Too often members look forward to business meetings about as much as they look forward to an IRS audit. Sometimes this is because people are frustrated by a lack of efficiency or because they feel that several members always seem to take over the meeting. Maybe they believe that the "cumbersome" rules of parliamentary procedure are to blame or that they themselves are not able to have much of an impact in the decision making process.
But fear not! There are some easy steps you can take to make your meetings more effective, efficient, and even enjoyable.
In-depth planning is a good place to start. Make sure that the staff, officers, committee/task force chairs, and president are all on the same page by preparing a detailed agenda and having a review session before the big meeting. For larger meetings and conventions, consider developing a script for appropriate parts of the meetings.
Strong communication between the leadership and all the membership is also important (especially with that dissident member that always seems to triple the length of your meetings). If you are able to know what business members plan to introduce, you can develop a plan to get the assembly though it fairly and efficiently.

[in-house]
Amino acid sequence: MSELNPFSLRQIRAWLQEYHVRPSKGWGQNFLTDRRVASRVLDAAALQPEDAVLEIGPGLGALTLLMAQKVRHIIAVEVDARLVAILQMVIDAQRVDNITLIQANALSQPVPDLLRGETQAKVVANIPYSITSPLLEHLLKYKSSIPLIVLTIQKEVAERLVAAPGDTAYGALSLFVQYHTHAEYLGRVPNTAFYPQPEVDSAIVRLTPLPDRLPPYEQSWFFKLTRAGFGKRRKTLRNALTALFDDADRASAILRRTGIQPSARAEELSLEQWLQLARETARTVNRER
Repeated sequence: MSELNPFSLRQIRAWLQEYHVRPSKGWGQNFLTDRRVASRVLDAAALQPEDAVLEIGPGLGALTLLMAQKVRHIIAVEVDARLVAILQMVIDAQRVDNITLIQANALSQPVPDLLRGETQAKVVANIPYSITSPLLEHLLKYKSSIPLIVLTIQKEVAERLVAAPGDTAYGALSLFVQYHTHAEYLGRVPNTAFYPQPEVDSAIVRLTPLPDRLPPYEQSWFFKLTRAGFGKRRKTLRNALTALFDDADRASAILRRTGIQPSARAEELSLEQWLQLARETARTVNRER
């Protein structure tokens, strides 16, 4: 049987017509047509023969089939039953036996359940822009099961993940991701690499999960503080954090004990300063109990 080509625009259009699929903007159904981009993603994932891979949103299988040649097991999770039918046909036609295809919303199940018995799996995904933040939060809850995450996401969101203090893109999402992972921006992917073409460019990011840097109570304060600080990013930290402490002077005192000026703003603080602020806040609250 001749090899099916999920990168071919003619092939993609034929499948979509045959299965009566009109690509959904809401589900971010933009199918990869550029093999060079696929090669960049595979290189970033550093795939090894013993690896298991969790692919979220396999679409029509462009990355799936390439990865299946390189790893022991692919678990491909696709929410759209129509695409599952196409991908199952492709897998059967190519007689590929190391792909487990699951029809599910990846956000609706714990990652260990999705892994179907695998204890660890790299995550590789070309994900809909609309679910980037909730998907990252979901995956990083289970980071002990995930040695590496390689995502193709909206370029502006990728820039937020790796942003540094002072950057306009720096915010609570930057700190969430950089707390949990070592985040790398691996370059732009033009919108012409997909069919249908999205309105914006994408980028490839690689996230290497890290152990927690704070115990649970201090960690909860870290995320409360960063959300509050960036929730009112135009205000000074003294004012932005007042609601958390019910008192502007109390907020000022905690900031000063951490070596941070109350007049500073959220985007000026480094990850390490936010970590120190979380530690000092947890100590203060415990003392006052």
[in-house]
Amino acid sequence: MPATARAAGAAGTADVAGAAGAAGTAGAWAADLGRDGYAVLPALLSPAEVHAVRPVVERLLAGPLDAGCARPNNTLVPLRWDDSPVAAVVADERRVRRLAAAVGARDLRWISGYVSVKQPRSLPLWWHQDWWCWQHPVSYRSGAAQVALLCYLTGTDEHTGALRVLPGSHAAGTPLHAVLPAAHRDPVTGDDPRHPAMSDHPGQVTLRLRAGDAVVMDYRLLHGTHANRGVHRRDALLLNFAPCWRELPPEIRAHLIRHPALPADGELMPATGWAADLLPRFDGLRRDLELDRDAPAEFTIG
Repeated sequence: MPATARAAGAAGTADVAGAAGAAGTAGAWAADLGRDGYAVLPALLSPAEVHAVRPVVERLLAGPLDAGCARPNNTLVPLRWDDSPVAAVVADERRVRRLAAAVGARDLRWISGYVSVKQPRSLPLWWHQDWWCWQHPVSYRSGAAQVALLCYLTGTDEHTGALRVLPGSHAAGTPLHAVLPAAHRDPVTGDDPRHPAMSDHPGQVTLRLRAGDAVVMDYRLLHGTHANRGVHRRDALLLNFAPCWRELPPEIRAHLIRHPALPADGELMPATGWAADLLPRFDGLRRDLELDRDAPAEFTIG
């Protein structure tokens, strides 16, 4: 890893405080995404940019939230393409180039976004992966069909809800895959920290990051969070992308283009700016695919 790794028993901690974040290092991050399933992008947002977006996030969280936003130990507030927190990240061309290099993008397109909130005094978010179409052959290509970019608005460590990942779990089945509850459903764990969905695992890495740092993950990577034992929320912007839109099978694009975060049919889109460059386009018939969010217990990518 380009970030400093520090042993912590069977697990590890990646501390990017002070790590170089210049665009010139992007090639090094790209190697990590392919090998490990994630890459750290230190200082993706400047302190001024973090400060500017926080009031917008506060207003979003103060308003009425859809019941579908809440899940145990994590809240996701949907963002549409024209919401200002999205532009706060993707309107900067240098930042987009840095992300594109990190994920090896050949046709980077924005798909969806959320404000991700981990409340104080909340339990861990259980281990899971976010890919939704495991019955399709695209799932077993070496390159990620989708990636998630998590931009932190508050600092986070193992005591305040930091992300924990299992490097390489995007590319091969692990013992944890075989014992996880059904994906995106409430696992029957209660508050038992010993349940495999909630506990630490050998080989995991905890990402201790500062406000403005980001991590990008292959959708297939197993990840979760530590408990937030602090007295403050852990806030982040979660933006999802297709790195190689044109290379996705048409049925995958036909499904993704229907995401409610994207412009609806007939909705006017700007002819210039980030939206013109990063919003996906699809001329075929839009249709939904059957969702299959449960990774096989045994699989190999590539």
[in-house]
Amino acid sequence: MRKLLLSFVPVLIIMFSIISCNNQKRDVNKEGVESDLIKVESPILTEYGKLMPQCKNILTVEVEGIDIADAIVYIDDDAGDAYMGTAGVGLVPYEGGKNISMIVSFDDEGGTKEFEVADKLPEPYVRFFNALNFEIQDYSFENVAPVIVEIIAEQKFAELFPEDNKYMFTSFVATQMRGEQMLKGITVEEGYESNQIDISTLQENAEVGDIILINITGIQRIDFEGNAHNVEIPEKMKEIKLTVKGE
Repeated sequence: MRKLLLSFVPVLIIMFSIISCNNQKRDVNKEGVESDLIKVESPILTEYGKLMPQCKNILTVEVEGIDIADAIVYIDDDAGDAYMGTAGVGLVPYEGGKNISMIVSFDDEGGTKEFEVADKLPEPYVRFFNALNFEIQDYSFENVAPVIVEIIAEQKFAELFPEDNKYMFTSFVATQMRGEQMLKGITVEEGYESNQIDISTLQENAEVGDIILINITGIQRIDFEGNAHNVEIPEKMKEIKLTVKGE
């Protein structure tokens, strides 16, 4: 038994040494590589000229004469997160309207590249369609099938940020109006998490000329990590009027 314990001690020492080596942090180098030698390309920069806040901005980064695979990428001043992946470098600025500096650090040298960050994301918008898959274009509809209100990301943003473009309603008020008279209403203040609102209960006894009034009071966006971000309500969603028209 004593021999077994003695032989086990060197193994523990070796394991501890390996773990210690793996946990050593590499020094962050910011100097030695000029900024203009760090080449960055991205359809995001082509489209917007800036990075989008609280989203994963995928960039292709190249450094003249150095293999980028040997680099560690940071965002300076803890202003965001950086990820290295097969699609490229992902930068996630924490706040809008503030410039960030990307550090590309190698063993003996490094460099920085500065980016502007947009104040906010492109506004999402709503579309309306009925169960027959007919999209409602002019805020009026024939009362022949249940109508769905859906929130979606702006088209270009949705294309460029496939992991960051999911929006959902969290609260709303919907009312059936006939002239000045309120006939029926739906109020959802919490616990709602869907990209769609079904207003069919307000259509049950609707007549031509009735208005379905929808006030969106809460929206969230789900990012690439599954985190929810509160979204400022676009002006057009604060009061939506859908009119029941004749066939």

The president must also be able to obtain and keep the good will of the membership. This is why it is crucial that the presiding officer remains completely impartial during the meeting. As tempting as it may be for the chair to stick it to the aforementioned member (that seems to show up at almost every meeting of almost every association), proper restraint will pay back dividends in the effectiveness of the meeting and the attitudes of the members. If the members feel that the proceedings were held fairly and in good faith, then they will be more content with the results of the meeting, even if they were on the loosing side of important votes.
Finally, make sure that the rules of the meeting are being used to facilitate a democratic decision making process that protects the rights of all members. If certain members are using the rules as a club to bully others or take over the meeting, then the rules of parliamentary procedure are almost certainly being abused. If you find that the general rules under a parliamentary authority such as Robert's Rules of Order Newly Revised are serving as a roadblock instead of a resource, consider a revision of your governing documents, where you can tailor the rules to your organizationís specific needs.
If you feel you donít have the training, knowledge, or time to tackle these issues, the professionals at Schilansky & Binnall, Parliamentarians are here to help you with all of these solutions and many more. Contact us today for your complementary initial consultation.